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Witnessing Etienne’s Miracle

Posted on: Wednesday, June 10th, 2020

In February 2020, TV presenter and CBM supporter Diane Louise Jordan travelled to Rwanda to witness the impact of our sight-saving work. The broadcaster, best known for presenting iconic TV shows Blue Peter and Songs of Praise, was accompanied by her grandson, 12 year old Preston. Watch this heartwarming film (YouTube – open in new tab) of her visit and read Diane’s diary of the trip below.



We arrived in Rwanda’s capital Kigali last night.  It’s been a long journey. We’re here to see how the sight-saving work of CBM transforms lives. This trip has particular meaning for me, because of my dad’s experience of losing his sight, but also because I’m sharing the journey with Preston. I want him to see a very different part of the world and learn that not everyone has the things we take for granted.  

Tomorrow, we’re going meet a very special boy by the name of Etienne. This week, at CBM’s partner hospital, he’s due to have surgery that could restore his sight. I feel so privileged to be able to be here. Preston and I are a bit nervous about what tomorrow will bring…but we’re also thinking about how Etienne’s family must be feeling as surgery day approaches.


We arrive at Etienne’s house after two hours’ car journey south from Kigali. After an hour, we left the tarmacked main road for an unsurfaced, mud track. The driver dodges the huge potholes skilfully – the only other vehicles we see here are bicycles; children wave and shout as the unfamiliar car goes by.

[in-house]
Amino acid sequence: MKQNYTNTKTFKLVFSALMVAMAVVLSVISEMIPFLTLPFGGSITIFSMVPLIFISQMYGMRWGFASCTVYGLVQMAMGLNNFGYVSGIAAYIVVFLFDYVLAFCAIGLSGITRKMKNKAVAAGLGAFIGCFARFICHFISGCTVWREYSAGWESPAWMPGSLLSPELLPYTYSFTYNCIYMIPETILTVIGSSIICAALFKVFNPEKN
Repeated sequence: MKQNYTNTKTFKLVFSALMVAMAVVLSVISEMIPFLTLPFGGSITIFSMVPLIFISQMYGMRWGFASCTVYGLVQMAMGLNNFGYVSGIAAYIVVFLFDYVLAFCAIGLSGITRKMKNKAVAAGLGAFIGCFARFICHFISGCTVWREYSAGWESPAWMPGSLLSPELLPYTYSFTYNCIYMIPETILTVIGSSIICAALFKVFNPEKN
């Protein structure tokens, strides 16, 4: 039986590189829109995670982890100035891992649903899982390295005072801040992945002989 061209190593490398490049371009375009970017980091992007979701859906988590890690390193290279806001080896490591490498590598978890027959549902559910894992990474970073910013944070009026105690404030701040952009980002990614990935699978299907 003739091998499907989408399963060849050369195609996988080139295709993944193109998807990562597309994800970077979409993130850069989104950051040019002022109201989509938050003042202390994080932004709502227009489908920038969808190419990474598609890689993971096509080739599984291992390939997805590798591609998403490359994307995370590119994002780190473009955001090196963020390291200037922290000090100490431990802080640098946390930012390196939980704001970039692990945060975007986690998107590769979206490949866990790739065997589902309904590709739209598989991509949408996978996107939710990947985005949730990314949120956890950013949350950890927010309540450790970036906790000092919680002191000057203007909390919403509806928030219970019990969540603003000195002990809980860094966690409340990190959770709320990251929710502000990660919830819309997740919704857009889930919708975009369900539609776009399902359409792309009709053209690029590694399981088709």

It’s an emotional moment to finally meet ten-year old Etienne and his parents. Etienne and Preston are so close in age, yet their lives are so far apart. Etienne was born with cataracts. He doesn’t ever remember being able to see. He has never been to school, unlike his brothers and sisters, and needs help to do most tasks. Much of the day, he sits alone in the house while his mum works in the fields, as he can’t get around safely alone. It’s heart-breaking.

Etienne and his parents at their home. His mum has her hand on his head.

As a mum and grandmother, my heart goes out to Etienne’s mother Seraphine. She is so amazing. She’s had to watch ten years of her child suffering – due to an eye condition that could easily be put right. Hearing their story, I feel a real sense of anger. It’s so wrong that in the 21st century, on this incredibly rich earth, there are people who don’t have something as basic as sight, simply because they’re poor.

But for Etienne, finally, life could change tomorrow. With his father, also called Etienne, he sets off with us to CBM partner Kabgayi Eye Unit and, God willing, to surgery that will give him sight.


It’s surgery day and we’re all nervous. For the first time in his life, Etienne spent last night away from his village and away from his Mum. This is a big day for the family; a day they have waited and prayed so long for.